On Sunday in a Minneapolis suburb, it happened again.
Daunte Wright, a 20-year-old Black man, died after a police officer shot him during a traffic stop in the city of Brooklyn Center.
"It just makes you sick to your stomach," San Antonio Spurs head coach Gregg Popovich said Monday when addressing the shooting. "How many times does it have to happen? As sick to our stomachs as we might feel, that individual is dead! He's dead! And his family is grieving. And his friends are grieving. And we just keep moving on as if nothing is happening."
The reason officers had pulled Wright over was expired vehicle registration tags, according to Tim Gannon, Chief of the Brooklyn Center police department, after which they discovered a warrant for his arrest, stemming from a missed court appearance. A brief struggled ensued. Body camera footage depicted Wright's final moments. As he lurched towards his car, one officer could be seen pointing a handgun at him and shouting "Taser" before one shot was fired -- a fatal act that Gannon called an "accidental discharge" of the firearm.
Wright had been driving with his girlfriend at the time, who suffered non-life-threatening injuries when, after the shooting, the car travelled several blocks and collided with another vehicle. Wright was pronounced dead at the scene.
"We mourn the death of Daunte Wright and pray for his family and loved ones during this extremely difficult time," the NBPA wrote in a statement, echoing Popovich's sentiments. "Our hearts go out to the entire Minneapolis community as they struggle to process this latest tragedy together with the ongoing trial of Derek Chauvin.
In an effort to respect Wright's family and the community, the Minnesota Twins, Minnesota Wild and Minnesota Timberwolves postponed games scheduled for Monday.
The backdrop for Sunday's fatal shooting was a region firmly at the centre of America's reckoning with acts of police brutality against Black people. In a courtroom less than 10 miles away, prosecutors completed their questioning of witnesses in the trial of Derek Chauvin, the former Minneapolis police officer who is charged with murdering George Floyd last May.
Hundreds of people have taken to the streets since the news of Wright's death. At a vigil near where Wright died, his mother urged protesters to be peaceful. But Sunday night, at the Brooklyn Center police department, officers fired rubber bullets and chemical agents at demonstrators, some of whom had thrown garbage, water bottles and rocks at the police.
Popovich wasn't among them, of course. But he used his time in front of the camera Monday to be a conduit for their pain, their anger and their exhausted frustration with America's status quo.
"I said it before, I think we're already in the process of being Rome," Popovich said. "It's over unless we find some leadership and some common sense and some fibre in some people that can steer us in the right direction. It's all connected. It's the same feeling we have with guns and massacres.
"We see what's happening with policing and Black men and some other people of colour. With the massacres of our children, it's the same thing. It goes on and on, and everybody says, 'When is it going to be enough?' Of course, I don't have those answers. But the people who continually fight to maintain that status quo are not good people."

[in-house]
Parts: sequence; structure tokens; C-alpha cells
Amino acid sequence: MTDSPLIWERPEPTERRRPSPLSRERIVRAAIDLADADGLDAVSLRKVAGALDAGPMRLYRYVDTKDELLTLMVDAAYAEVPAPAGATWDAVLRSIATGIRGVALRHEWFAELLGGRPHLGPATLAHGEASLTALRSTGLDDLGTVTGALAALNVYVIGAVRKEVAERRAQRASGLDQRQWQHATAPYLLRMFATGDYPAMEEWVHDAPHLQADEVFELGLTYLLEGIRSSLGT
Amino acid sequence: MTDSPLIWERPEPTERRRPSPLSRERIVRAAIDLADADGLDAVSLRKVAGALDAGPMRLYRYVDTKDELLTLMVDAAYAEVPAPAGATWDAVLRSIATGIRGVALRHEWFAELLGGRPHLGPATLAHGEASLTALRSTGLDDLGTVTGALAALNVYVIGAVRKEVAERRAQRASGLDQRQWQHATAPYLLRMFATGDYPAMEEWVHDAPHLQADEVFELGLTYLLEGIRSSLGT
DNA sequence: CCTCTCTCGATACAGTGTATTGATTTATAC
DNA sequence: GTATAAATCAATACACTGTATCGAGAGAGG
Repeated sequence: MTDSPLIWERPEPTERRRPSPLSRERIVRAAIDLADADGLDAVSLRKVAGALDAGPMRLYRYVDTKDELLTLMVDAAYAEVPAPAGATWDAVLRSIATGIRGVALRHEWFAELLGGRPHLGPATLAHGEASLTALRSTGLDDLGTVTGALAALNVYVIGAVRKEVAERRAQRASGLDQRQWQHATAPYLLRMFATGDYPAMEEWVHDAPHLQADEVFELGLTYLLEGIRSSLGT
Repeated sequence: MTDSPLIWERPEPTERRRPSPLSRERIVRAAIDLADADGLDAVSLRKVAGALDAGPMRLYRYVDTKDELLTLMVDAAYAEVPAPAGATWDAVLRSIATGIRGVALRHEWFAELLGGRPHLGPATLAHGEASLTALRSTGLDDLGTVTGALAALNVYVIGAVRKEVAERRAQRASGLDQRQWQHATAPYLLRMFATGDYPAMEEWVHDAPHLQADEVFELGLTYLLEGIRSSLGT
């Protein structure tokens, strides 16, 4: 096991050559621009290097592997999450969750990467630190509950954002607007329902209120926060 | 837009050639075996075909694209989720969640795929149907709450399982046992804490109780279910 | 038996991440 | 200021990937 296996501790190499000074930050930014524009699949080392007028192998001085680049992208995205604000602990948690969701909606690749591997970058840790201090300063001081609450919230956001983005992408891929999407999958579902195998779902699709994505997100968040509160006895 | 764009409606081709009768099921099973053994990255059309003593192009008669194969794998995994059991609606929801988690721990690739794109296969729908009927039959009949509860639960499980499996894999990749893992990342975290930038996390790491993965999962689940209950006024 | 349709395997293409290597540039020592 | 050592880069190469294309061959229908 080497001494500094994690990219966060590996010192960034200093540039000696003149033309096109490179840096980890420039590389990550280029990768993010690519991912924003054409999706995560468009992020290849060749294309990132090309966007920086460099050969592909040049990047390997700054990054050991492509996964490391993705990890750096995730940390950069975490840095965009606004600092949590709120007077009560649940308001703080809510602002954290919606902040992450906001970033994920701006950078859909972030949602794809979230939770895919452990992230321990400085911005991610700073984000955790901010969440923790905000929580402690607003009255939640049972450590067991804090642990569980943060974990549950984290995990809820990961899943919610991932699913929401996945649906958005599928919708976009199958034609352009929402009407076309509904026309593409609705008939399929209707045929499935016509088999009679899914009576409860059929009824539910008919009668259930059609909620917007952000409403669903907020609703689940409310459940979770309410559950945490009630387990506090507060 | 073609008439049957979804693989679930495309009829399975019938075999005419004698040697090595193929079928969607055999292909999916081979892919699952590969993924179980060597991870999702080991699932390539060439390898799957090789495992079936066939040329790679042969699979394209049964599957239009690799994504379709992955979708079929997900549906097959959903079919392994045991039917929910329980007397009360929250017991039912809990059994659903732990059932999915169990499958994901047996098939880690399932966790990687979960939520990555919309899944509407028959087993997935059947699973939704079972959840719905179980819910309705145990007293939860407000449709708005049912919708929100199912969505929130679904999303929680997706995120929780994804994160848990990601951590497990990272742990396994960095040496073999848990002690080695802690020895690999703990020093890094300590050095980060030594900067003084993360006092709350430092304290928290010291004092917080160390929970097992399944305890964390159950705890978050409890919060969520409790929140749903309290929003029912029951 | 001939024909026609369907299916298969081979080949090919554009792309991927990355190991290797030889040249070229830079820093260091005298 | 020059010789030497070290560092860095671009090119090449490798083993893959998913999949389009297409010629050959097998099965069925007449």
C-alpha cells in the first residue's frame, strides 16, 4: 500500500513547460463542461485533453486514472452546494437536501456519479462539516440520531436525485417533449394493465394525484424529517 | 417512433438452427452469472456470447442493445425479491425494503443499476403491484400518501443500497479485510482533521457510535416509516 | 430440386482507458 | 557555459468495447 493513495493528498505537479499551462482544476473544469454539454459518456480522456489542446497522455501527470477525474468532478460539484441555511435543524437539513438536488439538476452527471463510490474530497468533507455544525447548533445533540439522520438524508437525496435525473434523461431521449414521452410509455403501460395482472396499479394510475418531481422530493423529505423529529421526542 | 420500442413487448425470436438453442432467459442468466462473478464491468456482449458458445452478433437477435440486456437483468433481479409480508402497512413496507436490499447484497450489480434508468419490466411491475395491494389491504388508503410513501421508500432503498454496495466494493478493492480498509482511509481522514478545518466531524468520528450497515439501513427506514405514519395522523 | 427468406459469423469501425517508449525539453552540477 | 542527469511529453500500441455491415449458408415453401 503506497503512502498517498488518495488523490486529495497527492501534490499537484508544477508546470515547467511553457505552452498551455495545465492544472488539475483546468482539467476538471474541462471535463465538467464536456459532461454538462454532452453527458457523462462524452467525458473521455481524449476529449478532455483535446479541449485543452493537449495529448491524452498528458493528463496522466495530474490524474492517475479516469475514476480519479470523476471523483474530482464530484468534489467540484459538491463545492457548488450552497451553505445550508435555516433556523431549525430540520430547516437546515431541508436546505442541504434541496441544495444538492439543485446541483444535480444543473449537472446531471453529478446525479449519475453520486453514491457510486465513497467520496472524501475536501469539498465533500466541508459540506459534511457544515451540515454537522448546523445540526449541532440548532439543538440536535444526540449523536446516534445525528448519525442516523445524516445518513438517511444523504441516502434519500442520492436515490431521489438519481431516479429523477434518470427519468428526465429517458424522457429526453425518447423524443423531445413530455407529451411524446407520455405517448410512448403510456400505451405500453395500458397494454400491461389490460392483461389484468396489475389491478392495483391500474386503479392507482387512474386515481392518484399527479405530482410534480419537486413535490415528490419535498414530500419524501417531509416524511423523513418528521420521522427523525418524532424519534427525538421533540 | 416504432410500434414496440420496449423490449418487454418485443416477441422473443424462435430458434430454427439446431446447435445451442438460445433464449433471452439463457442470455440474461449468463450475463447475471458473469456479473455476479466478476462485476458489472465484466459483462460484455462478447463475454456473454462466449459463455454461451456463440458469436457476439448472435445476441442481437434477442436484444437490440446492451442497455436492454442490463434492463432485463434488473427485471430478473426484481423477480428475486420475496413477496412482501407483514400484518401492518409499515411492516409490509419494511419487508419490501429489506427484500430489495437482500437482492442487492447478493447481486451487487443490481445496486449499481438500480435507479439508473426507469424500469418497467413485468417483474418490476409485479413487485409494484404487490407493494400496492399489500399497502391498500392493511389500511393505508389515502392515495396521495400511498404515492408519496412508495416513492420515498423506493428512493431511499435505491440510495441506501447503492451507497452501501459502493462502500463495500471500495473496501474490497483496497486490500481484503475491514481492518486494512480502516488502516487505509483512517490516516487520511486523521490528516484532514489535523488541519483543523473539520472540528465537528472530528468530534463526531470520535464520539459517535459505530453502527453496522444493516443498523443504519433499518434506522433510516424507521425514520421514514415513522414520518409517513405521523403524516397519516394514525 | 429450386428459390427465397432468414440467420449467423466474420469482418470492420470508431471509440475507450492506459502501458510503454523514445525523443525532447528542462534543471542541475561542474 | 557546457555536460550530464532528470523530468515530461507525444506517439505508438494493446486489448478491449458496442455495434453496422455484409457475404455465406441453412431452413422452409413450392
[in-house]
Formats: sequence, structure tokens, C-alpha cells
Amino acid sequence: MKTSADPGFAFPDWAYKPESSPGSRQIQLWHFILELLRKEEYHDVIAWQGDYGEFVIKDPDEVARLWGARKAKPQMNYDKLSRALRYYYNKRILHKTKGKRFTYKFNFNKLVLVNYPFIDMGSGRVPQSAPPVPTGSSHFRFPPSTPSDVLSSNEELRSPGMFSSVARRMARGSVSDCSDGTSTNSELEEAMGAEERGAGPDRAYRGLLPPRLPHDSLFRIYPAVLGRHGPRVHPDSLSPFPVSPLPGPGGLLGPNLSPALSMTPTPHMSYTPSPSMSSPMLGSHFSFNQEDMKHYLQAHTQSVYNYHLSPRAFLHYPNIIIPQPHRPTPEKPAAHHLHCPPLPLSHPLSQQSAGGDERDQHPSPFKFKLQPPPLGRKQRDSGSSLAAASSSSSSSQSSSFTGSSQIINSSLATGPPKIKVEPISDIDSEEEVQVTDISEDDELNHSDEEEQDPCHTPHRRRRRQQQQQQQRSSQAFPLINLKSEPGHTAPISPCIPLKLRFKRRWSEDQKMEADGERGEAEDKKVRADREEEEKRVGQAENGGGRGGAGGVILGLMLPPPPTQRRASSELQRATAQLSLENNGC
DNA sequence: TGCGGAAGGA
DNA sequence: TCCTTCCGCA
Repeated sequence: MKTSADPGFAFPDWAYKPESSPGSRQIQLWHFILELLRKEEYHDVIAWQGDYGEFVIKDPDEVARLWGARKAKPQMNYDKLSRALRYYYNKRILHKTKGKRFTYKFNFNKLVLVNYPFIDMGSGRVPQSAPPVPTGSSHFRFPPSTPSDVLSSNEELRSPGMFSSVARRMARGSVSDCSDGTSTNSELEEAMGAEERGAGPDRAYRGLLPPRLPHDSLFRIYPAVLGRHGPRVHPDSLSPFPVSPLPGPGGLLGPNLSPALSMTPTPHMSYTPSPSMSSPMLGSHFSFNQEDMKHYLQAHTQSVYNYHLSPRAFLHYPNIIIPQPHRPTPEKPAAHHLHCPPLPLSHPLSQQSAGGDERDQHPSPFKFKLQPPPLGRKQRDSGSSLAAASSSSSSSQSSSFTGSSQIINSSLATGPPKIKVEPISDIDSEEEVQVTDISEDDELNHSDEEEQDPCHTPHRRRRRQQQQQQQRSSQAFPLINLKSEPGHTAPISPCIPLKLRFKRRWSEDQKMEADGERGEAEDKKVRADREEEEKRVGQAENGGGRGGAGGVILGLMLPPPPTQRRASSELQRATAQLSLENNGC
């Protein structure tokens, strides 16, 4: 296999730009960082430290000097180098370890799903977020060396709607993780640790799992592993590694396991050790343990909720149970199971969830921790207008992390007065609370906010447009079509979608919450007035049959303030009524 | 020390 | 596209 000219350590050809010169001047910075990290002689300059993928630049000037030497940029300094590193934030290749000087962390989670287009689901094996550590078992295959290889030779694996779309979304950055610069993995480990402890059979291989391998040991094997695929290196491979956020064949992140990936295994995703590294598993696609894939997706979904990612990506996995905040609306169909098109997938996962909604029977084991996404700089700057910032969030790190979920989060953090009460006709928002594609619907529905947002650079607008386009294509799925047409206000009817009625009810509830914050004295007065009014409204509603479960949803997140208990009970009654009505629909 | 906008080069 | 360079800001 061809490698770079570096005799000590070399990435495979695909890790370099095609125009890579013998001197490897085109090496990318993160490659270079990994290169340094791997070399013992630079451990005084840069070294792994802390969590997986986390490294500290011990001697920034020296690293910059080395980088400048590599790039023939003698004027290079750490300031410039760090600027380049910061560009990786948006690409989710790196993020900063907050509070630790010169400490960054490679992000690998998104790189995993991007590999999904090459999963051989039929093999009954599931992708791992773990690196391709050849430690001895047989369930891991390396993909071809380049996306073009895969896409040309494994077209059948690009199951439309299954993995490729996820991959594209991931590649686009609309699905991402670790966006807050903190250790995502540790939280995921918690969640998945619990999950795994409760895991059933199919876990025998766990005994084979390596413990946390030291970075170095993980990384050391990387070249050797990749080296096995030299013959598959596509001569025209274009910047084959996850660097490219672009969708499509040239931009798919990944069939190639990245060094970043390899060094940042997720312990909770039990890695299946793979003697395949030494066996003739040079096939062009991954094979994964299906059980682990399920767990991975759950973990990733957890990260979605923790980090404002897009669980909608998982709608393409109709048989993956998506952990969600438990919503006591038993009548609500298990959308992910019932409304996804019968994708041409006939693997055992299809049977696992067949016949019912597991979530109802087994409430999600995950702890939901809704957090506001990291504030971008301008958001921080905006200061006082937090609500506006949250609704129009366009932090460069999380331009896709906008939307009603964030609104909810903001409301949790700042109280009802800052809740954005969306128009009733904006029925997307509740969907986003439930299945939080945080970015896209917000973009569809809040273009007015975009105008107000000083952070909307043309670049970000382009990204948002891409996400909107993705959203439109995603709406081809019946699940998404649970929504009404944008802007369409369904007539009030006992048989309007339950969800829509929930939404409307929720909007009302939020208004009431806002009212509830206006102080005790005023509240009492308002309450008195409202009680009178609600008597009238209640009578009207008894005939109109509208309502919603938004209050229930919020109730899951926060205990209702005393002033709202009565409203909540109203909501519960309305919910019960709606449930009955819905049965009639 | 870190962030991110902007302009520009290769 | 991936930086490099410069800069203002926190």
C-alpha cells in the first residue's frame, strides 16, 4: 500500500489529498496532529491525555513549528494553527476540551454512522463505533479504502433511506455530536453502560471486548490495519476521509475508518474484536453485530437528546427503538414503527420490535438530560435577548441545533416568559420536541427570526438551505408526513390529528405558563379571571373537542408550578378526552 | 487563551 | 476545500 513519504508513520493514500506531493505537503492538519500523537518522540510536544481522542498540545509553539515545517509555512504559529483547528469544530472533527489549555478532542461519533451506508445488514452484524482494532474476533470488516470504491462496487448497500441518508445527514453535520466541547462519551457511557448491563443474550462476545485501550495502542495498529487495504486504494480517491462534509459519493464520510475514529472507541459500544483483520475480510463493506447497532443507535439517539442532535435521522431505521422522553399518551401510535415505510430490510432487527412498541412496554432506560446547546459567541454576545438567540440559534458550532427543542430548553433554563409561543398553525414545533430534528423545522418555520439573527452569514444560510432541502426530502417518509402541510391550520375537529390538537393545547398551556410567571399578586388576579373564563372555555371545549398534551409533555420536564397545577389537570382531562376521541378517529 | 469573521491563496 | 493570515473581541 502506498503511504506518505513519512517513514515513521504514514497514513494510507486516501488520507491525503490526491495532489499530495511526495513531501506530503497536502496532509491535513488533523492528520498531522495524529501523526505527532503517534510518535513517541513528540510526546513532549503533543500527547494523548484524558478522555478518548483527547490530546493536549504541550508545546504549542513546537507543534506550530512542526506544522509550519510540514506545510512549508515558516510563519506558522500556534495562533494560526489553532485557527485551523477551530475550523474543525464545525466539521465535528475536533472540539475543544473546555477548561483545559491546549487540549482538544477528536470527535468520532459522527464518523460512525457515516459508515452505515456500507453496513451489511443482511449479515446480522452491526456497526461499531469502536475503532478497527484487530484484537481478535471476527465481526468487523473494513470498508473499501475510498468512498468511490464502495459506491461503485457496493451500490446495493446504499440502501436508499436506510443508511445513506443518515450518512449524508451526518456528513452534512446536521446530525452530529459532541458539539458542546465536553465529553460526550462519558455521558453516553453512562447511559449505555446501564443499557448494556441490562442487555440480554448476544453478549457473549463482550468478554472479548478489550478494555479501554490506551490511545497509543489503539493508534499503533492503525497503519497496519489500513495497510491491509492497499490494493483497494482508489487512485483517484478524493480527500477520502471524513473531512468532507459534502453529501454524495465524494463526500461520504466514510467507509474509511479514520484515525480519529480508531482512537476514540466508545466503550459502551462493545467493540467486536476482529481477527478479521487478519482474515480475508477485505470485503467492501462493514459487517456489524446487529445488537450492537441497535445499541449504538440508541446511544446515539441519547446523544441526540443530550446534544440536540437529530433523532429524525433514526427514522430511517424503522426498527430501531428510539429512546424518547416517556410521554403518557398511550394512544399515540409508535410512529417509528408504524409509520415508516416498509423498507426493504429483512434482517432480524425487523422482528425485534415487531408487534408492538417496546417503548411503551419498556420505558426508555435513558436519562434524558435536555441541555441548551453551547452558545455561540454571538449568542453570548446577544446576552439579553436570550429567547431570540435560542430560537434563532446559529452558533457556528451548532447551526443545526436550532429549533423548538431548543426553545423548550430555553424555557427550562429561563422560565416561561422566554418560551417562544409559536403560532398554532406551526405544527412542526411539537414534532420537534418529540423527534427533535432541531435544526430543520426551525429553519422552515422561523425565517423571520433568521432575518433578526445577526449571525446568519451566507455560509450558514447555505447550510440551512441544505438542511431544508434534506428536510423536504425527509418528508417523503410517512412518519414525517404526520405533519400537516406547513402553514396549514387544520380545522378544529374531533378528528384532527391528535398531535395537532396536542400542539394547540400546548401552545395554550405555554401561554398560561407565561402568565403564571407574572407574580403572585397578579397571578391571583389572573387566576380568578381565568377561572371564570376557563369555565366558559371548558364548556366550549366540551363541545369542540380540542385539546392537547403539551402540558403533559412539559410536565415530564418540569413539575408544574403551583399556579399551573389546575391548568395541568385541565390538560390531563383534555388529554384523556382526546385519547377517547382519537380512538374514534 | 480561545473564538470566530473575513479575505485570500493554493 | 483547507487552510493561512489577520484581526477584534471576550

Some American politicians have called for action. President Joe Biden, while empathizing with the "anger, pain and trauma amidst the Black community," called for a full investigation into Wright's death. Tim Walz, the governor of Minnesota who is a Democrat, demanded state lawmakers pass police reform bills.
One such bill, the George Floyd Justice in Policing Act, was passed by the Democrat-controlled House of Representatives in March and will be considered by the Senate. Though far from a cure-all to remedy America's policing problems, it is generally considered a step toward combatting racial discrimination and excessive use of force by law enforcement.
All but one Republican member of congress voted against the bill. The one who broke with party ranks to vote in favour has since said it was a mistake. Popovich pointed to the inaction of, primarily, Republicans on issues of anti-Black racism and gun violence as being central to why progress hasn't been made on those fronts.
"I mentioned our governor in Texas -- Governor Abbott -- it's deplorable and it's almost impossible to listen to this man speak," Popovich said. "The other day when guns came up, he actually made the statement again -- an old, trite, myth argument that 'They're coming for your guns'... Nobody is taking away anybody's guns, and he knows it.
"So, he's a liar. But he wants to keep his seat. He wants to continue to stay in power. So he'll say wherever he has to do."
Abbott's gun control comments, which included accusing Biden of "threatening our Second Amendment rights," came after the president announced modest changes intended to curb gun violence such as closing background check loopholes, banning assault weapons and removing lawsuit protections for gun manufacturers.
Beyond Abbott, Popovich condemned Republican politicians' unwillingness to denounce the baseless conspiracy theory that alleges the 2020 presidential election was somehow stolen from Donald Trump, while also lamenting the dire consequences of political inaction.
"It's sickening, it's dangerous, do these people want a country or not?" Popovich said. "Do these people have grandchildren? Do they want their grandchildren to go to work and go to school and go through these drills and worry about being murdered? What does it take?
"Care more about them than your freaking power and your position and your donors. With policing, it's the same damn way. How many young Black kids have to be killed for no freaking reason?"